Smiles during lockdown: Pilate gave the washing of hands a ‘bad name’. Now it is essential for our survival. In past times we were not to hide behind our ‘masks’. Masks are also rehabilitated. St Paul was converted by Jesus on the

De-mask-us’ Road!  Sorry, Damascus.

Corpus Christi 14 June 2020

A Reflection* {only view of Aidan Troy}            

My earliest memory of the Feast of The Body and Blood of Christ was the Corpus Christi procession through the streets of Bray town with the Blessed Sacrament being carried. Altar servers, with thuribles, sent plumes of smoke up to the Monstrance being carried; girls who had made First Communion that year, walked at the front of the procession strewing rose petals. The procession ended at the seashore where there was a blessing of the sea, for water safety during the summer.

These were blessed occasions. Who could have foreseen how this Feast of Jesus would be celebrated in 2020? Certainly, not me. The blessings the Feast of Corpus Christi brings us are as great as ever. The challenges are maybe greater today than back in my childhood. A few signs of the time that I read today are:

  1. Covid19, through nobody’s fault leave few believers able to participate in person at Mass. This is becoming a possibility again as churches partially reopen, with great dedication of parishioners.
  2. An increasing number of our sisters and brothers around the world can seldom attend Mass. Mass once a year for some Catholics, as the Synod of Bishops 2019 revealed, is the norm due to a dwindling number of priests. This will spread worldwide more rapidly than may be realised.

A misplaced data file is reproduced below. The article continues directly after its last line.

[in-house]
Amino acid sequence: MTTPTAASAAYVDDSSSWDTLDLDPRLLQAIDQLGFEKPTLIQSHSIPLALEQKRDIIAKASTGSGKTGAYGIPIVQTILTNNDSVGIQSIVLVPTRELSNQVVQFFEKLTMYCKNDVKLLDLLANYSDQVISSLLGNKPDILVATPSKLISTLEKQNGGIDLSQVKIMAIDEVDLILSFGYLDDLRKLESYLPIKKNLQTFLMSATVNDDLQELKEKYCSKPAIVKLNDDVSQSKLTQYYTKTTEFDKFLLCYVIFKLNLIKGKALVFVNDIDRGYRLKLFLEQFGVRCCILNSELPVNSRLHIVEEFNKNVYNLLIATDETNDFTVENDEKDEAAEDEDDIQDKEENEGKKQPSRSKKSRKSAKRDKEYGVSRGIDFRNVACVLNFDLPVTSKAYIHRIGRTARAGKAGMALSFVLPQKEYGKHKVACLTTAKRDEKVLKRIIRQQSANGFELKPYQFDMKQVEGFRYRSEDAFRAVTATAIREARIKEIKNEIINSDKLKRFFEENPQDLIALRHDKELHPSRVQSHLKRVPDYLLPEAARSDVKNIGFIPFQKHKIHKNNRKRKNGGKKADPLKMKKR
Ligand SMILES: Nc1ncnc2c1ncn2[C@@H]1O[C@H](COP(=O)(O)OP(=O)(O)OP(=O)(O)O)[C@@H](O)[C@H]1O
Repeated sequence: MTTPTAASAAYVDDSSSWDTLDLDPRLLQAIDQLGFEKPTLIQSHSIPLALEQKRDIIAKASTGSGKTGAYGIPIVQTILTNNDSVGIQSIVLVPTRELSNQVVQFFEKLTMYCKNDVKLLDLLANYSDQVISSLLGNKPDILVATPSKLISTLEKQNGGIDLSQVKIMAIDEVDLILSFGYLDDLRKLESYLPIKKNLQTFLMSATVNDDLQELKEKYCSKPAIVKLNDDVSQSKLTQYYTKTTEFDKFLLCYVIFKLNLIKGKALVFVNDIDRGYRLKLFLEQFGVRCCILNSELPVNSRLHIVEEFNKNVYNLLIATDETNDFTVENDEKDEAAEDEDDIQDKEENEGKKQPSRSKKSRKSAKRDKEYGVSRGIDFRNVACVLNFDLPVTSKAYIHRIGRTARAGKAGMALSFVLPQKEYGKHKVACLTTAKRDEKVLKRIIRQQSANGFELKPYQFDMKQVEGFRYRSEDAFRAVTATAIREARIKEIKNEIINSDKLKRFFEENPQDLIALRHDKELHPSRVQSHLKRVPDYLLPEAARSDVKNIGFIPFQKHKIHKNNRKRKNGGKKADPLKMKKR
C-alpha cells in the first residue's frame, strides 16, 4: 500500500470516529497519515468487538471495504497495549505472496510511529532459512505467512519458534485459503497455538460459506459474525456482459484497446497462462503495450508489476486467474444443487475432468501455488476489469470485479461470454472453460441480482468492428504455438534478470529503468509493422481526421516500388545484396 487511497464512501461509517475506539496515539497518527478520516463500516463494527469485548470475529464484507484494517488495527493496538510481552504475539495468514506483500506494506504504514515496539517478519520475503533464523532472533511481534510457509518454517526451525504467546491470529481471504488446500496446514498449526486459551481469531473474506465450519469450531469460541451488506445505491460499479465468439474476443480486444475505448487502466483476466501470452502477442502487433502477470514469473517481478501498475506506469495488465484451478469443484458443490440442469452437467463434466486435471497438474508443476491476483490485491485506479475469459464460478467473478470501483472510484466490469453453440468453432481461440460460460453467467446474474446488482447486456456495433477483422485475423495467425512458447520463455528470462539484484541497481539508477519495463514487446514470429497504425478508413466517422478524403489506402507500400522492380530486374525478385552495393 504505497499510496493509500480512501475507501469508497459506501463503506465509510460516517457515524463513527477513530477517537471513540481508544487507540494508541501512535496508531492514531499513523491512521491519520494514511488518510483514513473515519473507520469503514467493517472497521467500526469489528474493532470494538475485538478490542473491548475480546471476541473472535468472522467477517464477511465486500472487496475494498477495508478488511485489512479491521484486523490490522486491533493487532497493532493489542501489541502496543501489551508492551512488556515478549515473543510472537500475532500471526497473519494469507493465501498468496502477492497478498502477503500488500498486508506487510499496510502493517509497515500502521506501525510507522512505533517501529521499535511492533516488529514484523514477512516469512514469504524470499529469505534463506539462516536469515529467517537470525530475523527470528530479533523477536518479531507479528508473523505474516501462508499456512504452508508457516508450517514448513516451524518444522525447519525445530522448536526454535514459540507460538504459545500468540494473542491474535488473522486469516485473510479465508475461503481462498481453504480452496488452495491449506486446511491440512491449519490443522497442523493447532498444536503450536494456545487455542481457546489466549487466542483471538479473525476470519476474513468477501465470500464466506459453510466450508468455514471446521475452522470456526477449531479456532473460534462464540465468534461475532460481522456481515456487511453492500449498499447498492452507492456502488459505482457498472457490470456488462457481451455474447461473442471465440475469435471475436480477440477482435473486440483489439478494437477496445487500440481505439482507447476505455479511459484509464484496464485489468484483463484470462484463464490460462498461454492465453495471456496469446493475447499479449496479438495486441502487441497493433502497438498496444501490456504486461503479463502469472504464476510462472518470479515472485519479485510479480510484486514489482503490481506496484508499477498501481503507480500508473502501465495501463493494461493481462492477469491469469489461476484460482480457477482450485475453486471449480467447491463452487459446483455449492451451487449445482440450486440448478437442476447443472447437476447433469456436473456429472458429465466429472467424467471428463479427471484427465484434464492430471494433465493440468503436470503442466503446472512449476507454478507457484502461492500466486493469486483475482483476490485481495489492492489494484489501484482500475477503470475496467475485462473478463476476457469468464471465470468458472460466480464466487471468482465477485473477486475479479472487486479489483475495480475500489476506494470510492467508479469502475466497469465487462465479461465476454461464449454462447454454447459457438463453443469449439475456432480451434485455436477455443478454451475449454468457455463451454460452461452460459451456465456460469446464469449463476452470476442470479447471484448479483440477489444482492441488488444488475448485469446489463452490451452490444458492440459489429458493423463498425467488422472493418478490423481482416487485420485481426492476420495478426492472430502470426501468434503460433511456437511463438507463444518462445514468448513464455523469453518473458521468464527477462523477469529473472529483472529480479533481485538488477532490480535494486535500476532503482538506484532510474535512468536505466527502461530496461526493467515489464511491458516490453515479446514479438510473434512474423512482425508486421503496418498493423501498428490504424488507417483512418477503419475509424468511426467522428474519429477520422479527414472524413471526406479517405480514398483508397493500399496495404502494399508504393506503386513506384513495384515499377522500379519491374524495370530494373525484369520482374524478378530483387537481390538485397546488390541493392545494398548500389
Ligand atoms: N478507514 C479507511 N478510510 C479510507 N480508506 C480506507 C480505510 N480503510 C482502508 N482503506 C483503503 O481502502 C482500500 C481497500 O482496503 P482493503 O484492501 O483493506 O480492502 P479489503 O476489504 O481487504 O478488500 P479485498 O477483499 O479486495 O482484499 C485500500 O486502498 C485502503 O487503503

3. God’s special ones, children, are still awaiting the moment when Jesus comes to them in their First Holy Communion.

These are with us, but in them is the voice of God. God also sends us ‘hidden graces’ at this present time. A few reflections on these three points:

  1. To protect each other from this highly infectious virus is expected of us by God. In lockdown, we continued to be Temples of the Holy Spirit. God’s presence within us cannot be changed by any virus. With more time recently to pray for all in need and to listen, we were privileged to be in His presence day and night. The urgency to reopen churches was not because God was absent. His presence in us as Temples of the Holy Spirit is a precious gift to us.
  2. During our time apart, I missed you very much. No longer need I speculate on what it is like for people to have no Sunday Mass. Now I know what it is like for those millions of Catholics who rejoice in Mass about once each year. I need to hear this message of God speaking to us. Is it right for me to wait for a solution from someone else? Respectfully, I suggest that we could meet in prayer and reflection to act on what the Spirit is asking us to do to address this situation.
  3. What joy there will be when children soon welcome Jesus at their First Communion.

The pandemic has changed me more than I could imagine, with the pain of many because of Covid19. But I am filled with joy for the ‘hidden graces’ that we received almost unnoticed.


Trinity Sunday 7 June 2020

A Reflection* {only view of Aidan Troy}